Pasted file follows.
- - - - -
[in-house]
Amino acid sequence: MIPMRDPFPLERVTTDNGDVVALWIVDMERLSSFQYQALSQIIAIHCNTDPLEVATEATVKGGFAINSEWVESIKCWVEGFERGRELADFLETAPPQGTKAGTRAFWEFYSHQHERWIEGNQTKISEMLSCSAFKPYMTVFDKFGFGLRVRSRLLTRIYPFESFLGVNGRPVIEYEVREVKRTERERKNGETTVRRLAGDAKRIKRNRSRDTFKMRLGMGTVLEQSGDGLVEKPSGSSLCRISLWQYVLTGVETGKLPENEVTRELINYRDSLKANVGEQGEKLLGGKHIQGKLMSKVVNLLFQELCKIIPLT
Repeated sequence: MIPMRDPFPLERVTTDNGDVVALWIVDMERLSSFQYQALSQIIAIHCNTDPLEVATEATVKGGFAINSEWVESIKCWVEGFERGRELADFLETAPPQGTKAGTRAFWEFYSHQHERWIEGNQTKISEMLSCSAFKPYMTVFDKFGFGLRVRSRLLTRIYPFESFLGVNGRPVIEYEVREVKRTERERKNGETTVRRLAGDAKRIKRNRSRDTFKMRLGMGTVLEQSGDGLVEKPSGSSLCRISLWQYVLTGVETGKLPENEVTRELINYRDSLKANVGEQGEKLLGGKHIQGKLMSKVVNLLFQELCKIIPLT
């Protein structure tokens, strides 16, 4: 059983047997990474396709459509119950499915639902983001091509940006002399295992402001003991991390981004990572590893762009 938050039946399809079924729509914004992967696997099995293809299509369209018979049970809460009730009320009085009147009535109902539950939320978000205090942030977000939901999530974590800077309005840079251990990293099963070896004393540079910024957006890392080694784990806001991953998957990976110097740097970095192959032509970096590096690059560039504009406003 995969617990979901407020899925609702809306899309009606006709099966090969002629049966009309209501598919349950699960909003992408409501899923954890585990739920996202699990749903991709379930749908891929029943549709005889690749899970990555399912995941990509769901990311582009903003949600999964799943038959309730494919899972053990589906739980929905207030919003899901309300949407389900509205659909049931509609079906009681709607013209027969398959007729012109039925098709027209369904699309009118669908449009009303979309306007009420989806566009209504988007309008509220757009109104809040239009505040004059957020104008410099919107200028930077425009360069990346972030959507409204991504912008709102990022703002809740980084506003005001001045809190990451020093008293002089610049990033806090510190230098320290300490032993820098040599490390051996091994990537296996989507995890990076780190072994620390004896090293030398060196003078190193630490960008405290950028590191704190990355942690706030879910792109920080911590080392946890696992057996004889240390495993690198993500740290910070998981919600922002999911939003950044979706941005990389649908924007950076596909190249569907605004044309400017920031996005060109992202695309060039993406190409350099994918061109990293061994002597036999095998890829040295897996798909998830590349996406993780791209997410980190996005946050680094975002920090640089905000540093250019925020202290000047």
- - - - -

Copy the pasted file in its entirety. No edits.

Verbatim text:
[in-house]
Amino acid sequence: MIPMRDPFPLERVTTDNGDVVALWIVDMERLSSFQYQALSQIIAIHCNTDPLEVATEATVKGGFAINSEWVESIKCWVEGFERGRELADFLETAPPQGTKAGTRAFWEFYSHQHERWIEGNQTKISEMLSCSAFKPYMTVFDKFGFGLRVRSRLLTRIYPFESFLGVNGRPVIEYEVREVKRTERERKNGETTVRRLAGDAKRIKRNRSRDTFKMRLGMGTVLEQSGDGLVEKPSGSSLCRISLWQYVLTGVETGKLPENEVTRELINYRDSLKANVGEQGEKLLGGKHIQGKLMSKVVNLLFQELCKIIPLT
Repeated sequence: MIPMRDPFPLERVTTDNGDVVALWIVDMERLSSFQYQALSQIIAIHCNTDPLEVATEATVKGGFAINSEWVESIKCWVEGFERGRELADFLETAPPQGTKAGTRAFWEFYSHQHERWIEGNQTKISEMLSCSAFKPYMTVFDKFGFGLRVRSRLLTRIYPFESFLGVNGRPVIEYEVREVKRTERERKNGETTVRRLAGDAKRIKRNRSRDTFKMRLGMGTVLEQSGDGLVEKPSGSSLCRISLWQYVLTGVETGKLPENEVTRELINYRDSLKANVGEQGEKLLGGKHIQGKLMSKVVNLLFQELCKIIPLT
């Protein structure tokens, strides 16, 4: 059983047997990474396709459509119950499915639902983001091509940006002399295992402001003991991390981004990572590893762009 938050039946399809079924729509914004992967696997099995293809299509369209018979049970809460009730009320009085009147009535109902539950939320978000205090942030977000939901999530974590800077309005840079251990990293099963070896004393540079910024957006890392080694784990806001991953998957990976110097740097970095192959032509970096590096690059560039504009406003 995969617990979901407020899925609702809306899309009606006709099966090969002629049966009309209501598919349950699960909003992408409501899923954890585990739920996202699990749903991709379930749908891929029943549709005889690749899970990555399912995941990509769901990311582009903003949600999964799943038959309730494919899972053990589906739980929905207030919003899901309300949407389900509205659909049931509609079906009681709607013209027969398959007729012109039925098709027209369904699309009118669908449009009303979309306007009420989806566009209504988007309008509220757009109104809040239009505040004059957020104008410099919107200028930077425009360069990346972030959507409204991504912008709102990022703002809740980084506003005001001045809190990451020093008293002089610049990033806090510190230098320290300490032993820098040599490390051996091994990537296996989507995890990076780190072994620390004896090293030398060196003078190193630490960008405290950028590191704190990355942690706030879910792109920080911590080392946890696992057996004889240390495993690198993500740290910070998981919600922002999911939003950044979706941005990389649908924007950076596909190249569907605004044309400017920031996005060109992202695309060039993406190409350099994918061109990293061994002597036999095998890829040295897996798909998830590349996406993780791209997410980190996005946050680094975002920090640089905000540093250019925020202290000047």